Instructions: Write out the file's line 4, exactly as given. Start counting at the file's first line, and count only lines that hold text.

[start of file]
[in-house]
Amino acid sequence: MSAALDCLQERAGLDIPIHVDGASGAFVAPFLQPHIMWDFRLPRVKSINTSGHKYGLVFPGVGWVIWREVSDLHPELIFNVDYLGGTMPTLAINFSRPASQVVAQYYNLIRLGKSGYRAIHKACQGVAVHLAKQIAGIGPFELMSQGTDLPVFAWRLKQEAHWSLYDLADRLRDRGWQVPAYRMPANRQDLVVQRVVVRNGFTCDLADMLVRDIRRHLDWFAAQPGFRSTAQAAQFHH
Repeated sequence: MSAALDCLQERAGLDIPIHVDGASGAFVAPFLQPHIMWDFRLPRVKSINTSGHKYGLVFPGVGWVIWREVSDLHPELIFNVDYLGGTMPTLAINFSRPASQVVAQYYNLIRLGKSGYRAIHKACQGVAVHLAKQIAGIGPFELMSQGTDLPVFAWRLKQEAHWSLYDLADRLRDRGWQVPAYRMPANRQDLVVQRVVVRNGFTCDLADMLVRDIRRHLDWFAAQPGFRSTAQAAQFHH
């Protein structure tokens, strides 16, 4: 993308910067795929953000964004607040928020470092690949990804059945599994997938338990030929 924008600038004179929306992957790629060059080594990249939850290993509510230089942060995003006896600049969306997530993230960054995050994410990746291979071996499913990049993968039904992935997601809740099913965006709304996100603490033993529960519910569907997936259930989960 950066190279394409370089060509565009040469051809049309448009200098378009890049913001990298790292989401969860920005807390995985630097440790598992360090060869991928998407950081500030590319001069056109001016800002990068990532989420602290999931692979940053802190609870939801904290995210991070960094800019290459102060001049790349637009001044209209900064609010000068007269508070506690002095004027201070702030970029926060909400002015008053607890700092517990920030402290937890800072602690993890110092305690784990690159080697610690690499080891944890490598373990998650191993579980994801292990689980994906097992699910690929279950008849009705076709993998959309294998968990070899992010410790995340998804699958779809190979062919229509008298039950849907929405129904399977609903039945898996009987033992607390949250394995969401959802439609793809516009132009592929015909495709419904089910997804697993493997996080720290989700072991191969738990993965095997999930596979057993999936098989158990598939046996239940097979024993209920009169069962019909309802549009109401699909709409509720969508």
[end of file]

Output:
């Protein structure tokens, strides 16, 4: 993308910067795929953000964004607040928020470092690949990804059945599994997938338990030929 924008600038004179929306992957790629060059080594990249939850290993509510230089942060995003006896600049969306997530993230960054995050994410990746291979071996499913990049993968039904992935997601809740099913965006709304996100603490033993529960519910569907997936259930989960 950066190279394409370089060509565009040469051809049309448009200098378009890049913001990298790292989401969860920005807390995985630097440790598992360090060869991928998407950081500030590319001069056109001016800002990068990532989420602290999931692979940053802190609870939801904290995210991070960094800019290459102060001049790349637009001044209209900064609010000068007269508070506690002095004027201070702030970029926060909400002015008053607890700092517990920030402290937890800072602690993890110092305690784990690159080697610690690499080891944890490598373990998650191993579980994801292990689980994906097992699910690929279950008849009705076709993998959309294998968990070899992010410790995340998804699958779809190979062919229509008298039950849907929405129904399977609903039945898996009987033992607390949250394995969401959802439609793809516009132009592929015909495709419904089910997804697993493997996080720290989700072991191969738990993965095997999930596979057993999936098989158990598939046996239940097979024993209920009169069962019909309802549009109401699909709409509720969508």